The issue of religious dress is at last beginning to make headlines in Ireland just as it has done in Denmark, France and the UK. Medical students who wished to wear hijab while working at Beaumont hospital (they were permitted to wear disposable hijabs) and a Sikh recruit to the Garda reserve who wished to wear a turban as part of his uniform (he felt unable to join after permission was refused) were the focus of comment in 2007. In May of this year the issue of religious dress in schools gained prominence.

14-year-old Shekinah Egan’s parents requested that she be allowed to wear the hijab to school in Gorey, Co. Wexford. Her school board of management granted permission but the principal referred the question to the Department of Education, which refused to provide the guidance sought. In practice, Muslim students have had permission to wear the hijab in a number of schools for some time. However, there is no consensus on the issue; the Sunday Business Post reports that a south Dublin school has banned the hijab, citing its Catholic ethos as justification. Both the ASTI and the Irish Council of Imams have emphasised the desirability of achieving a consensus on the issue.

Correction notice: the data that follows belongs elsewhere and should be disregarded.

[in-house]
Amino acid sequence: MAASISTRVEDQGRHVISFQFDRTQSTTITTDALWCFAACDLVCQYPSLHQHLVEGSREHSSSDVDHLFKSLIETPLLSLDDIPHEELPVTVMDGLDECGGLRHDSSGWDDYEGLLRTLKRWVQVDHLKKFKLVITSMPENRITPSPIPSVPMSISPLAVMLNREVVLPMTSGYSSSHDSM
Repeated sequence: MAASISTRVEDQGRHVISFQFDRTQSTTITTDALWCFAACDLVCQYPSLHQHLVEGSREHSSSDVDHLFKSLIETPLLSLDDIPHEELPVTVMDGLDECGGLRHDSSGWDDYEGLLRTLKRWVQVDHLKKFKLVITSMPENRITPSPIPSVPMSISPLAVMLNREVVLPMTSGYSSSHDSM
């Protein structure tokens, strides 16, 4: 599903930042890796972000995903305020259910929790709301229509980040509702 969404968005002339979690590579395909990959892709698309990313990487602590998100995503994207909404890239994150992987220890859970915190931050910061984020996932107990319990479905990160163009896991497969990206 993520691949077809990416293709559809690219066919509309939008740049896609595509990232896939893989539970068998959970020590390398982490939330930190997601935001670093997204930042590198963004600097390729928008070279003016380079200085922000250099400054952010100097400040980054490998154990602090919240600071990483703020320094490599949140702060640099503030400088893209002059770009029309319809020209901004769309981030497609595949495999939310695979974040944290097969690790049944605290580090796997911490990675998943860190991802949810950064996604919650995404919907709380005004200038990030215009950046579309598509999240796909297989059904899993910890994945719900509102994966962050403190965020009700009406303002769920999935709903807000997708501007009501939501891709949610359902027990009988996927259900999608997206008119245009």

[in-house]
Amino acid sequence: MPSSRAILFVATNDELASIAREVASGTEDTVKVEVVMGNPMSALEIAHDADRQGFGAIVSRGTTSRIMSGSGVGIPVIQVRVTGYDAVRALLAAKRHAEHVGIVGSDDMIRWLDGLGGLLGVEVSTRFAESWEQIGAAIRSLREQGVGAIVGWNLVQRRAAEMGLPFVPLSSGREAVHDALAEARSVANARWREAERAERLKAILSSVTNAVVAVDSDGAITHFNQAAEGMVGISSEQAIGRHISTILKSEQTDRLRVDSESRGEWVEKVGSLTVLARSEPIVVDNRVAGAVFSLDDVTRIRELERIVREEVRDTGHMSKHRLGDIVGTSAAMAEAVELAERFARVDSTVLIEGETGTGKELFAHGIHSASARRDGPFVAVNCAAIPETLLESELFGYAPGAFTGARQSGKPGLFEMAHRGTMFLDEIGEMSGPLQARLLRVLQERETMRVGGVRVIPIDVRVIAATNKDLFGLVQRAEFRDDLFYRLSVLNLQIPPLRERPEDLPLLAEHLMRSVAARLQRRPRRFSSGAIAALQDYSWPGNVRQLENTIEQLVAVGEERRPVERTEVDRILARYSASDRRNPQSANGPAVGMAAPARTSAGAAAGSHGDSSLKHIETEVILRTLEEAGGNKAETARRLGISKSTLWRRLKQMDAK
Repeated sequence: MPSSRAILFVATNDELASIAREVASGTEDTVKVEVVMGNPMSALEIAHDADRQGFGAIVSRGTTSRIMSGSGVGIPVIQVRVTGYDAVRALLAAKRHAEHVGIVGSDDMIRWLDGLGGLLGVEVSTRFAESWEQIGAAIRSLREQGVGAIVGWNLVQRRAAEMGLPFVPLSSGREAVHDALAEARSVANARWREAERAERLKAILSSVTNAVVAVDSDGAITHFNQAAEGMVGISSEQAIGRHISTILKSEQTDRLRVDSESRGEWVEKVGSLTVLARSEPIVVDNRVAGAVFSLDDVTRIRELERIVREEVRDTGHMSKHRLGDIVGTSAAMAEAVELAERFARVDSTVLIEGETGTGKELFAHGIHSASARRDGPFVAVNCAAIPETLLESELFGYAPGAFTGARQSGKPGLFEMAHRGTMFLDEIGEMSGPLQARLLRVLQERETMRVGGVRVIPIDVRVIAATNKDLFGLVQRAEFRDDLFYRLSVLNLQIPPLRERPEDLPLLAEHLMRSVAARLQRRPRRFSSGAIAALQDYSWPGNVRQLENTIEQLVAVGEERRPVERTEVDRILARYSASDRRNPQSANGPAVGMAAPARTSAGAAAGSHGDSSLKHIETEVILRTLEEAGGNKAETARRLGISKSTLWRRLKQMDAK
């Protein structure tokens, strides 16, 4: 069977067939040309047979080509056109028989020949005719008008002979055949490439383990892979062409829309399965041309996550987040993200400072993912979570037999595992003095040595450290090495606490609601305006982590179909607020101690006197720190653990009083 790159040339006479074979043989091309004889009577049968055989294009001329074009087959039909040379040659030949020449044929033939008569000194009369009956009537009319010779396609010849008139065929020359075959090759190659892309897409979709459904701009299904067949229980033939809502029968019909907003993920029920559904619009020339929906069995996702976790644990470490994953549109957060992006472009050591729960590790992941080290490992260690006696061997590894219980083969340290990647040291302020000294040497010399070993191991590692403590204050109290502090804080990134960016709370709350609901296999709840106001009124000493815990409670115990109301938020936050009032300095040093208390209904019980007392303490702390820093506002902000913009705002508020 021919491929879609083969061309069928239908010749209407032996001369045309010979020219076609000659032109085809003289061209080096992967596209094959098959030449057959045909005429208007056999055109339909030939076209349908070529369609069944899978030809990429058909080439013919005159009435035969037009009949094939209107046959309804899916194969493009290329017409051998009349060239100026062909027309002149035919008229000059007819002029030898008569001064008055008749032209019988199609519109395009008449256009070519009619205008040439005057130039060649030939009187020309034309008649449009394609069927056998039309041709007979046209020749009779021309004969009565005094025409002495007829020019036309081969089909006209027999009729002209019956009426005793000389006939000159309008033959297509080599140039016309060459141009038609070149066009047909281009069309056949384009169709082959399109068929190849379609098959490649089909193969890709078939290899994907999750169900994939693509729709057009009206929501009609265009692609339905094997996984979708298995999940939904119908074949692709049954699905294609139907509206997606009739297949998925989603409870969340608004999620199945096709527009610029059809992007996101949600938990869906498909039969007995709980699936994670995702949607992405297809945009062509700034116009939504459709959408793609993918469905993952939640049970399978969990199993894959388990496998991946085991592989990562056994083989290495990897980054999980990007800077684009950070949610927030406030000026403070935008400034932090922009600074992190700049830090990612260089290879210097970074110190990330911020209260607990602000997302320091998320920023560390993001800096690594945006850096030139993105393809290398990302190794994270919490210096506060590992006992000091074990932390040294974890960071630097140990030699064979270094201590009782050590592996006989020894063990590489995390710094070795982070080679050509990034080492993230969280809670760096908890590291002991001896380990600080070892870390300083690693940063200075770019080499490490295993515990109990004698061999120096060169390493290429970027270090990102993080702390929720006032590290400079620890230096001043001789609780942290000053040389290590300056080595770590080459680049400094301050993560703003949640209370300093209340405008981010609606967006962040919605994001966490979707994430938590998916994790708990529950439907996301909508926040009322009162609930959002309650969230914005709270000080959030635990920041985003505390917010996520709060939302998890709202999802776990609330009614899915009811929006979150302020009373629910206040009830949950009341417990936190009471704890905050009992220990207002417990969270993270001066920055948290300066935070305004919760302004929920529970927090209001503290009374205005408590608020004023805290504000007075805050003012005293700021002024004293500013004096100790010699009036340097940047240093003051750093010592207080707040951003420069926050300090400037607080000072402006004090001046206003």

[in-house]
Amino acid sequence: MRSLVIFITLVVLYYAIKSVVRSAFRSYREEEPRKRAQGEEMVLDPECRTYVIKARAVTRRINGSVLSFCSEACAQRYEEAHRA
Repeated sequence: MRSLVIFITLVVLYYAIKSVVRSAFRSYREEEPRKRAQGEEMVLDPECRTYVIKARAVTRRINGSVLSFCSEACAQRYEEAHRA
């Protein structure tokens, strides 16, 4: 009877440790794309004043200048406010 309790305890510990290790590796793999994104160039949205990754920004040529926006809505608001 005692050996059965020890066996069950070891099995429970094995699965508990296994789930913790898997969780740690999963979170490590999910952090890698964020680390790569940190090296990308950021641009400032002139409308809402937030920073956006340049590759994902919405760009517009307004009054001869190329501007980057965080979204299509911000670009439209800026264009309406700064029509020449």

The current Minister for Education has said that the government will consider whether to issue guidelines on the wearing of hijab in schools when it drafts an intercultural education strategy some time later this year. It seems likely that, if guidelines are issued, schools will retain a significant amount of discretion around the issue of religious dress. As we await the department’s decision, a number of important issues have ripened for consideration. They include: